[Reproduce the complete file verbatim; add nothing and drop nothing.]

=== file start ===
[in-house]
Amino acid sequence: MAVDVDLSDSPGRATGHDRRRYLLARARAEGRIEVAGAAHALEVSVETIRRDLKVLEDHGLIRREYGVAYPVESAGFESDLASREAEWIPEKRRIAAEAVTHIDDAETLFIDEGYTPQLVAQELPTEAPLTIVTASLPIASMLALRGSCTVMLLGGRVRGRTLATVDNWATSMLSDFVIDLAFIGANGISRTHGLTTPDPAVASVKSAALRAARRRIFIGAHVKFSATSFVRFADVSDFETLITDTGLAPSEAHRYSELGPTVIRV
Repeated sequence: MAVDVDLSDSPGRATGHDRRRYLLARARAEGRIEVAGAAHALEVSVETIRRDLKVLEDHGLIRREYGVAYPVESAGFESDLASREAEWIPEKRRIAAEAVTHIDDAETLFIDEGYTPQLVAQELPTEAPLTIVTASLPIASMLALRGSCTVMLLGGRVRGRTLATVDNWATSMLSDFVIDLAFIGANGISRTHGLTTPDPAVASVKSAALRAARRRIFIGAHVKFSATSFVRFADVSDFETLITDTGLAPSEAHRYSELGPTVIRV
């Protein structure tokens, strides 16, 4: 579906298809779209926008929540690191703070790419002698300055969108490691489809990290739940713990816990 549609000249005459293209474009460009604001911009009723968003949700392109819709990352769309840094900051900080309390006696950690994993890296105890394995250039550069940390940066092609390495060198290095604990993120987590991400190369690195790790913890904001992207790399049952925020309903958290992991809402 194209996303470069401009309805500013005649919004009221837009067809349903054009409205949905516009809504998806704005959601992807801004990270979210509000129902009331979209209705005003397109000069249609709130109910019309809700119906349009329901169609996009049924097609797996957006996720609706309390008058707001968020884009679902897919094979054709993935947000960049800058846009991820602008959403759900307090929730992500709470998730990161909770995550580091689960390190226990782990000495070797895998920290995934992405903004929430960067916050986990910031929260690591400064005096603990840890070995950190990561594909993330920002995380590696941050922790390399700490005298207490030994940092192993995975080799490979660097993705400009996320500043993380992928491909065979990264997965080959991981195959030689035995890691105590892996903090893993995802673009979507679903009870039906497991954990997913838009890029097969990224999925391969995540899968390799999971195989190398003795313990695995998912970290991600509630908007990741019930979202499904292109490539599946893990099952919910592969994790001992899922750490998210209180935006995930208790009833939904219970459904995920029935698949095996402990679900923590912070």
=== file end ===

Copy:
[in-house]
Amino acid sequence: MAVDVDLSDSPGRATGHDRRRYLLARARAEGRIEVAGAAHALEVSVETIRRDLKVLEDHGLIRREYGVAYPVESAGFESDLASREAEWIPEKRRIAAEAVTHIDDAETLFIDEGYTPQLVAQELPTEAPLTIVTASLPIASMLALRGSCTVMLLGGRVRGRTLATVDNWATSMLSDFVIDLAFIGANGISRTHGLTTPDPAVASVKSAALRAARRRIFIGAHVKFSATSFVRFADVSDFETLITDTGLAPSEAHRYSELGPTVIRV
Repeated sequence: MAVDVDLSDSPGRATGHDRRRYLLARARAEGRIEVAGAAHALEVSVETIRRDLKVLEDHGLIRREYGVAYPVESAGFESDLASREAEWIPEKRRIAAEAVTHIDDAETLFIDEGYTPQLVAQELPTEAPLTIVTASLPIASMLALRGSCTVMLLGGRVRGRTLATVDNWATSMLSDFVIDLAFIGANGISRTHGLTTPDPAVASVKSAALRAARRRIFIGAHVKFSATSFVRFADVSDFETLITDTGLAPSEAHRYSELGPTVIRV
């Protein structure tokens, strides 16, 4: 579906298809779209926008929540690191703070790419002698300055969108490691489809990290739940713990816990 549609000249005459293209474009460009604001911009009723968003949700392109819709990352769309840094900051900080309390006696950690994993890296105890394995250039550069940390940066092609390495060198290095604990993120987590991400190369690195790790913890904001992207790399049952925020309903958290992991809402 194209996303470069401009309805500013005649919004009221837009067809349903054009409205949905516009809504998806704005959601992807801004990270979210509000129902009331979209209705005003397109000069249609709130109910019309809700119906349009329901169609996009049924097609797996957006996720609706309390008058707001968020884009679902897919094979054709993935947000960049800058846009991820602008959403759900307090929730992500709470998730990161909770995550580091689960390190226990782990000495070797895998920290995934992405903004929430960067916050986990910031929260690591400064005096603990840890070995950190990561594909993330920002995380590696941050922790390399700490005298207490030994940092192993995975080799490979660097993705400009996320500043993380992928491909065979990264997965080959991981195959030689035995890691105590892996903090893993995802673009979507679903009870039906497991954990997913838009890029097969990224999925391969995540899968390799999971195989190398003795313990695995998912970290991600509630908007990741019930979202499904292109490539599946893990099952919910592969994790001992899922750490998210209180935006995930208790009833939904219970459904995920029935698949095996402990679900923590912070």